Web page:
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Re: non-HTTP URIs in HTTP requests

From: <noah_mendelsohn@us.ibm.com>
Date: Thu, 7 Jan 2010 12:15:17 -0500
To: Erik Wilde <dret@berkeley.edu>
Cc: Jan Algermissen <algermissen1971@mac.com>, "uri@w3.org" <uri@w3.org>
Message-ID: <OF4D529CB3.9A113FED-ON852576A4.005DBF06-852576A4.005E716F@lotus.com>
Erik Wilde writes:

> geo: is not a protocol, it's a URI scheme. there is no protocol for geo: 

> URIs, the resources just exist (locations on earth), and the "protocol" 
> is part of the application ("go there", "show me pictures from there", 
> "find a route to there from where i currently am").

Right, but you're asking about using geo-scheme URIs as the Request-URI 
for an HTTP request, and HTTP >is< a protocol.  Your HTTP request will 
necessarily have a method -- assume for the moment that method is GET. The 
question is whether the GET method can be meaningfully implemented on your 
resource, or more to the point, which status codes are sensible in in 

For example, if your HTTP response has a 200 code, then the response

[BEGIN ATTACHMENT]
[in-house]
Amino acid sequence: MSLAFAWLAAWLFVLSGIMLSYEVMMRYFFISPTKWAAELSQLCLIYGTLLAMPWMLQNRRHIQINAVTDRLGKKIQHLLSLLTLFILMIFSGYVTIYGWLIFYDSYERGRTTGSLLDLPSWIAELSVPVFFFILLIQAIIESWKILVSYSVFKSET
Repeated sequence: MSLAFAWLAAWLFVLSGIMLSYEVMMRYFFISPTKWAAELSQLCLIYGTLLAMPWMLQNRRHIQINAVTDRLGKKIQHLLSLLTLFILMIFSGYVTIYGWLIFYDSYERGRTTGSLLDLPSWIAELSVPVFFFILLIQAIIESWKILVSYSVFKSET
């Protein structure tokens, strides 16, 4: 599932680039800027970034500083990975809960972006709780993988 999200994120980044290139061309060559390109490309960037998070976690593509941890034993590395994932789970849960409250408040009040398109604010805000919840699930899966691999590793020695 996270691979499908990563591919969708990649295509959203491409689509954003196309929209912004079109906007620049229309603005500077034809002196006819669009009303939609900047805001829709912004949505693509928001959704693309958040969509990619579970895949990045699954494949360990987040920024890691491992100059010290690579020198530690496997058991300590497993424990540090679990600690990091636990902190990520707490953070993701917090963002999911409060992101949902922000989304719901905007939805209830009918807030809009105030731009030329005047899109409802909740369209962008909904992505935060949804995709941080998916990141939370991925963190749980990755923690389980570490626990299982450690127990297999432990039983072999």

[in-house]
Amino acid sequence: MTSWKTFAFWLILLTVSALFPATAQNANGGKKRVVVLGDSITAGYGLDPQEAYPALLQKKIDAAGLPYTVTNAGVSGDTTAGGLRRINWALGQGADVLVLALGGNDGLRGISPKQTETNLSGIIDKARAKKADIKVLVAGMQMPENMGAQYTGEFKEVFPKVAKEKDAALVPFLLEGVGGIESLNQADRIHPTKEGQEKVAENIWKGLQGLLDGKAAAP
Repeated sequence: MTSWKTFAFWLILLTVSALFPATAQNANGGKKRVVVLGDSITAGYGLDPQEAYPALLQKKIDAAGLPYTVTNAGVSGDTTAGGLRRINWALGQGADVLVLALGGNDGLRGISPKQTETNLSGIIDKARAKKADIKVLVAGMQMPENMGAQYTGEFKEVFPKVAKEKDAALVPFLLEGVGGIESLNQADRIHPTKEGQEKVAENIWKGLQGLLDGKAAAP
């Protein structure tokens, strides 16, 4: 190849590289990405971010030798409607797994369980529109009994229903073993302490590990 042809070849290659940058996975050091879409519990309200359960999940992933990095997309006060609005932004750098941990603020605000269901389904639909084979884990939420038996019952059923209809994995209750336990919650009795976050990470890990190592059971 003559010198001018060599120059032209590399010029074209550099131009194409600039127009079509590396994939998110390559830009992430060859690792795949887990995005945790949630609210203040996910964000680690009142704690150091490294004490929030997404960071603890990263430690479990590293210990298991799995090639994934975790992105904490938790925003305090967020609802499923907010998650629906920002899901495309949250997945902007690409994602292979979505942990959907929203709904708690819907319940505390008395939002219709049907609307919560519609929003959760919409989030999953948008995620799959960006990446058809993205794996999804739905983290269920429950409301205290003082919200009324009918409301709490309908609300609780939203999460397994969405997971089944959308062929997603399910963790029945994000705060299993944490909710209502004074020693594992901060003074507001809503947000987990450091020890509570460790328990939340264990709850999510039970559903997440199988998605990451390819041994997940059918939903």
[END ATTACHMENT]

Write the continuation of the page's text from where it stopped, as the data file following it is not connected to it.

implies that your geo resource has a "representation", which is by the way 
included in the response.   If you decide that you what your geo-scheme 
URIs identify are some sorts of documents (perhaps a map centered on the 
point designated), then it seems clear to me that a 200 response to a GET 
is appropriate, and you can send back the image of the map.  If (as I 
suspect) geo-scheme URIs identify points on the surface of the earth, as 
opposed to map documents, then I'd guess that a 200 is likely 
inappropriate, but a 303 "See other" might well be a way to point people 
to information about that point (maps, elevation, rainfall, whatever). I'm 
not convinced that a physical point on the earth "has a representation" in 
the HTTP/AWWSW sense.  See permathread on httpRange-14, etc.

In any case, you do have to look at the protocol side of things, and ask 
questions such as the ones posed above, I think.


Noah Mendelsohn 
IBM Corporation
One Rogers Street
Cambridge, MA 02142
Received on Thursday, 7 January 2010 17:13:28 UTC

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